With the mass production of engineered nanoparticles, risk assessment efforts are in need of platforms that offer predictive value to human health and environment, and also possess high throughput screening capacity. Scientists, when turning to a model-organism to help answer genetic questions that cannot be easily addressed in humans, often chose the zebrafish. However, the current screening process in zebrafish involves mostly counting the survival rate, hatching and developmental abnormalities etc. through visual examination of each embryo and/or larvae under a dissecting microscope. Such process is time-consuming, labor-intensive and has limitations on data acquisition as well as statistics analysis. Researchers have now successfully demonstrated two high content imaging platforms to enhance the ability to screen the toxicological effects of nanoparticles in zebrafish embryos.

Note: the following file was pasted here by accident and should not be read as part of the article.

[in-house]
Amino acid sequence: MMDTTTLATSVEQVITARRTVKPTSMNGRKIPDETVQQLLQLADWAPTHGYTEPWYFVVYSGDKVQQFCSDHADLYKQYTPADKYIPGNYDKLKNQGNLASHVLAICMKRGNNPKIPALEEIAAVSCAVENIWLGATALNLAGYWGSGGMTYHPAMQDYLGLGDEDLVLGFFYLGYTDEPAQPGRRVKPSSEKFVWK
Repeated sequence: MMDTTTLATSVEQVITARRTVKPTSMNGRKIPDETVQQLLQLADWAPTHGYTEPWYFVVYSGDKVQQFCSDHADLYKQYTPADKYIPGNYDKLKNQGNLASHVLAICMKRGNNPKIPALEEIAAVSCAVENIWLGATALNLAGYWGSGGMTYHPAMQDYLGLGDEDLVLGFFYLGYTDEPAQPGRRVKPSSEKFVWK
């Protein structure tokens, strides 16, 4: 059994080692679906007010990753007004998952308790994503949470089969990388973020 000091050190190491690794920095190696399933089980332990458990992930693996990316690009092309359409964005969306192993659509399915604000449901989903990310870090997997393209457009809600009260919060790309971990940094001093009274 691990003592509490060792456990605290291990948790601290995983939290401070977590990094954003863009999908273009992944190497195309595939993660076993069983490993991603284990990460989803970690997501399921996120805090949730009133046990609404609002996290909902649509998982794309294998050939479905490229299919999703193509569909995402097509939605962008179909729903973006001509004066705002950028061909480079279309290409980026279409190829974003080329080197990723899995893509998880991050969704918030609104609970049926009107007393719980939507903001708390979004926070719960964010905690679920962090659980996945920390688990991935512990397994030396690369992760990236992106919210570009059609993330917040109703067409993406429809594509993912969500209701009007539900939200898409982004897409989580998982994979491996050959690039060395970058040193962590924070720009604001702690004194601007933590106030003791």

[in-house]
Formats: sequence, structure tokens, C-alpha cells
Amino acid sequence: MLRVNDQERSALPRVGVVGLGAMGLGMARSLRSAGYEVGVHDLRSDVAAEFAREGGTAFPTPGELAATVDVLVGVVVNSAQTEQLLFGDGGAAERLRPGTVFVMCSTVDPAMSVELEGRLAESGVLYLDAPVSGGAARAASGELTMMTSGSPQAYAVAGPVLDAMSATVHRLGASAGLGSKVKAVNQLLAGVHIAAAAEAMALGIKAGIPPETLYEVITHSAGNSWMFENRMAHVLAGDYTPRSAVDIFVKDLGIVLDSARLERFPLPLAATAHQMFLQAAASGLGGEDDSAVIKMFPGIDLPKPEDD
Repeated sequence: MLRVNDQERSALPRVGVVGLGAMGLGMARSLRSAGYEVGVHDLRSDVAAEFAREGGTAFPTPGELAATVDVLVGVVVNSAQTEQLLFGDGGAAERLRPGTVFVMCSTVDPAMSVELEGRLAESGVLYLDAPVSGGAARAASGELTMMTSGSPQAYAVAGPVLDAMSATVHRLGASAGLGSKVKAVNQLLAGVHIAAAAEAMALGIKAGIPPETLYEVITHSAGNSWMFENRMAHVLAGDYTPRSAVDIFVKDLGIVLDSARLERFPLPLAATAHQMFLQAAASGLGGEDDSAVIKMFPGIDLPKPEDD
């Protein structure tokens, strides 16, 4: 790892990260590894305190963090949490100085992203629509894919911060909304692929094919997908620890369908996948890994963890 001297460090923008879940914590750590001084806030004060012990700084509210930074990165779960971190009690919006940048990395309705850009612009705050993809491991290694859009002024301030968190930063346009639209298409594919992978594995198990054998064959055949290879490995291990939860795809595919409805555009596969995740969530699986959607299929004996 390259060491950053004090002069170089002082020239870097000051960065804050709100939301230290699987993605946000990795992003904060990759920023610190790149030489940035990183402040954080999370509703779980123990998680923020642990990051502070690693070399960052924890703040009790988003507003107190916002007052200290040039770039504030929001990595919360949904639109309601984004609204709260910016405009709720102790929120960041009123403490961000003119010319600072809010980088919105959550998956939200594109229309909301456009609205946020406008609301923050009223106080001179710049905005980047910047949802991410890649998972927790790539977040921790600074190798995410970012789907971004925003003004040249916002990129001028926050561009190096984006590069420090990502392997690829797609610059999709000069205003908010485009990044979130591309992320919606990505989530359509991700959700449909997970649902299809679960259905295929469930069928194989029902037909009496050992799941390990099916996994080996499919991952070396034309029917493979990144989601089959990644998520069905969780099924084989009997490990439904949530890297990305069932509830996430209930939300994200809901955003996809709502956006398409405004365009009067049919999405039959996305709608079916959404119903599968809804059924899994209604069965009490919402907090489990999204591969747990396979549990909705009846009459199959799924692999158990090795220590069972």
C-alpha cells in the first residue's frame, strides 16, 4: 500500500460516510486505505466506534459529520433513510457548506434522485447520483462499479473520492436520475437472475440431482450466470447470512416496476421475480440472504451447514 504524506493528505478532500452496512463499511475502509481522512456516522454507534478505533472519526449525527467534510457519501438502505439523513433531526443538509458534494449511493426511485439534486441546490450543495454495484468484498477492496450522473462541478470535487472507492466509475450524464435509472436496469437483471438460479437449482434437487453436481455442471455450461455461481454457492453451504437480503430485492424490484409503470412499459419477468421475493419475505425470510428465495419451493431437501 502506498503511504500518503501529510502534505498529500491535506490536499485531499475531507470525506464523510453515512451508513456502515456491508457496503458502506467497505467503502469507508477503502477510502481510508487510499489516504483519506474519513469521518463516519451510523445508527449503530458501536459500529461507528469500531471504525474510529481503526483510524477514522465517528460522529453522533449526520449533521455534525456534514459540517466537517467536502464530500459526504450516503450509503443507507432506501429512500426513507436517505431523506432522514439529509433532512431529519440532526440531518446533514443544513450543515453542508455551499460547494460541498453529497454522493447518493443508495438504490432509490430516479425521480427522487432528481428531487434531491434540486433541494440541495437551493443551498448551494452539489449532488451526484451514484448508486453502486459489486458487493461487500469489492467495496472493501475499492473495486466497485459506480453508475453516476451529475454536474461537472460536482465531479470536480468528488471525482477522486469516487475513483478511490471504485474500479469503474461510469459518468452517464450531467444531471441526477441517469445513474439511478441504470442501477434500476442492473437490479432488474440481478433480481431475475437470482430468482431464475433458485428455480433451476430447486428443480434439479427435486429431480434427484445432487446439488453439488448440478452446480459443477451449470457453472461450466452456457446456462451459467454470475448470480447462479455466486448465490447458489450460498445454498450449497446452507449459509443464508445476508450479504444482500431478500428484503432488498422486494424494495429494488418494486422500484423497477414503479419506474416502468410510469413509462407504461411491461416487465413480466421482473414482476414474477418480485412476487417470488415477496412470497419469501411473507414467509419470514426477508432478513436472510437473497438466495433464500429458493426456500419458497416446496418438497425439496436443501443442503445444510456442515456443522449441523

Until more information becomes available on the mechanisms underlying nanomaterial toxicity, it is uncertain what measurement technique should be used to monitor exposures in the workplace. Many of the sampling techniques that are available for measuring airborne nano aerosols vary in complexity but can provide useful information for evaluating occupational exposures with respect to particle size, mass, surface area, number concentration, and composition. Unfortunately, relatively few of these techniques are readily applicable to routine exposure monitoring. That's why researchers have now developed a unique new sampler design that collects nanoparticles separately from larger particles in a way that mimics the respiratory system.